If the Linux kernel determines that an unblocked signal is pending for
a process, then, at the next transition back to user mode in that
process (e.g., upon return from a system call or when the process is
rescheduled onto the CPU), it saves various pieces of process context
(processor status word, registers, signal mask, and signal stack set-
tings) into the user-space stack.
The kernel also arranges that, during the transition back to user mode,
the signal handler is called, and that, upon return from the handler,
control passes to a piece of user-space code commonly called the "sig-
nal trampoline". The signal trampoline code in turn calls sigreturn().
This sigreturn() call undoes everything that was done--changing the
process's signal mask, switching signal stacks (see sigaltstack(2))--in
order to invoke the signal handler. It restores the process's signal
mask, switches stacks, and restores the process's context (processor
flags and registers, including the stack pointer and instruction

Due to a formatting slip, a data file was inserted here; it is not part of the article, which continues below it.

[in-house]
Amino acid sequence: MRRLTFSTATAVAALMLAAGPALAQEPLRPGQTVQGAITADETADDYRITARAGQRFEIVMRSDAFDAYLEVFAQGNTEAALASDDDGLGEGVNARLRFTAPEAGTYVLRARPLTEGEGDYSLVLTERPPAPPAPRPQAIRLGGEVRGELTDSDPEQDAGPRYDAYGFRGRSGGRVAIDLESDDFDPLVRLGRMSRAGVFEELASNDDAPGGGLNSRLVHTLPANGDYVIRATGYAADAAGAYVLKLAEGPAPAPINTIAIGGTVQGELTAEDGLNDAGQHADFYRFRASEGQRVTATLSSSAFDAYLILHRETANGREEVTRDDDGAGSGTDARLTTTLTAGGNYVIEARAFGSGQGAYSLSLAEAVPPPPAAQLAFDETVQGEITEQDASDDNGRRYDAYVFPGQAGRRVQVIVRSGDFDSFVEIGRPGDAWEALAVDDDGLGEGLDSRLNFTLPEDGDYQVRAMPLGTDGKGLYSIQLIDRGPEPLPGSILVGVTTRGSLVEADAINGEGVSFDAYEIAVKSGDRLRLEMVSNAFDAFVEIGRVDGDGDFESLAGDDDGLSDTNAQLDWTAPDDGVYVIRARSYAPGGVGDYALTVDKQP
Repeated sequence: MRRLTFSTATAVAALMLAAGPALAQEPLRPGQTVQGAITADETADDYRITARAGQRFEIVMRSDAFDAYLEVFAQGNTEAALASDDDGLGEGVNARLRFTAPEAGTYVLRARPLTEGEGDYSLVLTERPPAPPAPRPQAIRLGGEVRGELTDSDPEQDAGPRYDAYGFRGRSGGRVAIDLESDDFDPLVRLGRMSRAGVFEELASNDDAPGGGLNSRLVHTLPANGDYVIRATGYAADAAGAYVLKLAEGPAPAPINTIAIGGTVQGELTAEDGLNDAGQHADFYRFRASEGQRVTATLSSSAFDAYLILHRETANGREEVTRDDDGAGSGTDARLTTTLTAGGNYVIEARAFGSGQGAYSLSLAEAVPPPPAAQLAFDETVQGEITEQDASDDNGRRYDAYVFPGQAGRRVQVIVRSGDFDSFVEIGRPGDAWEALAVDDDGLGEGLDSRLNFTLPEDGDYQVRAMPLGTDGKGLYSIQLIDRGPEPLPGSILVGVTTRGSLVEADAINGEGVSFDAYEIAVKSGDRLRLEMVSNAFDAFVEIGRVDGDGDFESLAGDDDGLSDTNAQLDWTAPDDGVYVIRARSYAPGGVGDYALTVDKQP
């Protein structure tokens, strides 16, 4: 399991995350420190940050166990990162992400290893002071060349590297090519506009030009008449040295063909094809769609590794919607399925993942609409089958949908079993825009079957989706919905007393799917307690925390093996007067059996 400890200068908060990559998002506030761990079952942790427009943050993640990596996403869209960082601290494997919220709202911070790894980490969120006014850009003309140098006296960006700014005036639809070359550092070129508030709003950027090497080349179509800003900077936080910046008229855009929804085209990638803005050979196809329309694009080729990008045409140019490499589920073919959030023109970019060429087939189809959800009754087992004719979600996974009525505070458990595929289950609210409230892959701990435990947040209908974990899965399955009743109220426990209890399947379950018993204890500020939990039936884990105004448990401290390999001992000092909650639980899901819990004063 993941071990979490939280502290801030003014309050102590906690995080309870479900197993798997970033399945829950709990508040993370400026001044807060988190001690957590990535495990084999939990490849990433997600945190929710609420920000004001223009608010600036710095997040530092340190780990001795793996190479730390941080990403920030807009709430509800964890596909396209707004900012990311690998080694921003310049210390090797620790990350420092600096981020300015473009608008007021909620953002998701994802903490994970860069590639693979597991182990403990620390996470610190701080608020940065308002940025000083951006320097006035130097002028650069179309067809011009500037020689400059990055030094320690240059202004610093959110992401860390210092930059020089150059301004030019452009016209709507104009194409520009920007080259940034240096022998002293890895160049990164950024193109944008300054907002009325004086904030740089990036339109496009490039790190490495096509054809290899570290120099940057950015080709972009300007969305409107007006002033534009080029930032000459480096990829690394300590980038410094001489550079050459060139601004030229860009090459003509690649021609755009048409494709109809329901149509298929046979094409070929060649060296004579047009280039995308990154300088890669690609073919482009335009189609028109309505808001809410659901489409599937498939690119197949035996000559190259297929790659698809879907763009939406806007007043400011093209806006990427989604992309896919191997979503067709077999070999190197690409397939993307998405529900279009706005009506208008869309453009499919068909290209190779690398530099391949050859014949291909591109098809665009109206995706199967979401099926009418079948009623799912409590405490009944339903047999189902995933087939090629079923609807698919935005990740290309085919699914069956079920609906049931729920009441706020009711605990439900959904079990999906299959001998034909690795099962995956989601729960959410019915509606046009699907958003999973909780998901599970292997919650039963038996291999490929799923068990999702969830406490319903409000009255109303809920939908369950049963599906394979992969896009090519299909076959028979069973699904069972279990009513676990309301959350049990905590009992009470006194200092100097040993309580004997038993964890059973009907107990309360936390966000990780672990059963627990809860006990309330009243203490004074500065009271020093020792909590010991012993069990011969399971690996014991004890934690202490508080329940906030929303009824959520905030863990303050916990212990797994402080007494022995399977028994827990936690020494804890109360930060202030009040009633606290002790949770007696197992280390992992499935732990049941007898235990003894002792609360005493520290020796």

pointer), so that the process resumes execution at the point where it
was interrupted by the signal.
sigreturn() never returns.
Many UNIX-type systems have a sigreturn() system call or near equiva-
lent. However, this call is not specified in POSIX, and details of its
behavior vary across systems.
sigreturn() exists only to allow the implementation of signal handlers.
It should never be called directly. Details of the arguments (if any)
passed to sigreturn() vary depending on the architecture.
Once upon a time, UNIX systems placed the signal trampoline code onto
the user stack. Nowadays, pages of the user stack are protected so as
to disallow code execution. Thus, on contemporary Linux systems,
depending on the architecture, the signal trampoline code lives either
in the vdso(7) or in the C library. In the latter case, the C library
supplies the location of the trampoline code using the sa_restorer
field of the sigaction structure that is passed to sigaction(2), and
sets the SA_RESTORER flag in the sa_flags field.
The saved process context information is placed in a ucontext_t struc-
ture (see <sys/ucontext.h>). That structure is visible within the sig-
nal handler as the third argument of a handler established with the
On some other UNIX systems, the operation of the signal trampoline dif-
fers a little. In particular, on some systems, upon transitioning back
to user mode, the kernel passes control to the trampoline (rather than
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latest version of this page, can be found at
Linux 2015-12-28 SIGRETURN(2)
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